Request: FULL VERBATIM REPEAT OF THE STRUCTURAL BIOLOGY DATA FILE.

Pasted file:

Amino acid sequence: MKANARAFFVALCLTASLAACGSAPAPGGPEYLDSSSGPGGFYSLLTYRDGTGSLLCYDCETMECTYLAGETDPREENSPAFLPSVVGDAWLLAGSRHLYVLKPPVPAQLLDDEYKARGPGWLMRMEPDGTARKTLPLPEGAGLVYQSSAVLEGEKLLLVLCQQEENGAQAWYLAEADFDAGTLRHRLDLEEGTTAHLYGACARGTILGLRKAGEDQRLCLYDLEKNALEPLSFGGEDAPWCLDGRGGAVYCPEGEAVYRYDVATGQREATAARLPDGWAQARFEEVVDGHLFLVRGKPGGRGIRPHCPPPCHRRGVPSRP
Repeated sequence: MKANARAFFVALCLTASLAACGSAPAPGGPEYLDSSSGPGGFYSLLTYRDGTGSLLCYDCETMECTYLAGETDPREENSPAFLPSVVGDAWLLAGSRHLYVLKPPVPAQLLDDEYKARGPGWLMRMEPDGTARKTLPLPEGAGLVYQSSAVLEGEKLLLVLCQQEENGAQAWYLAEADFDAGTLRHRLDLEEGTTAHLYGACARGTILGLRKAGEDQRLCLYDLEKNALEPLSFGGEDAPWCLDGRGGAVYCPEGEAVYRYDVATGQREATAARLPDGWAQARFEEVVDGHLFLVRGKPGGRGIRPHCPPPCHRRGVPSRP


Amino acid sequence: MKANARAFFVALCLTASLAACGSAPAPGGPEYLDSSSGPGGFYSLLTYRDGTGSLLCYDCETMECTYLAGETDPREENSPAFLPSVVGDAWLLAGSRHLYVLKPPVPAQLLDDEYKARGPGWLMRMEPDGTARKTLPLPEGAGLVYQSSAVLEGEKLLLVLCQQEENGAQAWYLAEADFDAGTLRHRLDLEEGTTAHLYGACARGTILGLRKAGEDQRLCLYDLEKNALEPLSFGGEDAPWCLDGRGGAVYCPEGEAVYRYDVATGQREATAARLPDGWAQARFEEVVDGHLFLVRGKPGGRGIRPHCPPPCHRRGVPSRP
Repeated sequence: MKANARAFFVALCLTASLAACGSAPAPGGPEYLDSSSGPGGFYSLLTYRDGTGSLLCYDCETMECTYLAGETDPREENSPAFLPSVVGDAWLLAGSRHLYVLKPPVPAQLLDDEYKARGPGWLMRMEPDGTARKTLPLPEGAGLVYQSSAVLEGEKLLLVLCQQEENGAQAWYLAEADFDAGTLRHRLDLEEGTTAHLYGACARGTILGLRKAGEDQRLCLYDLEKNALEPLSFGGEDAPWCLDGRGGAVYCPEGEAVYRYDVATGQREATAARLPDGWAQARFEEVVDGHLFLVRGKPGGRGIRPHCPPPCHRRGVPSRP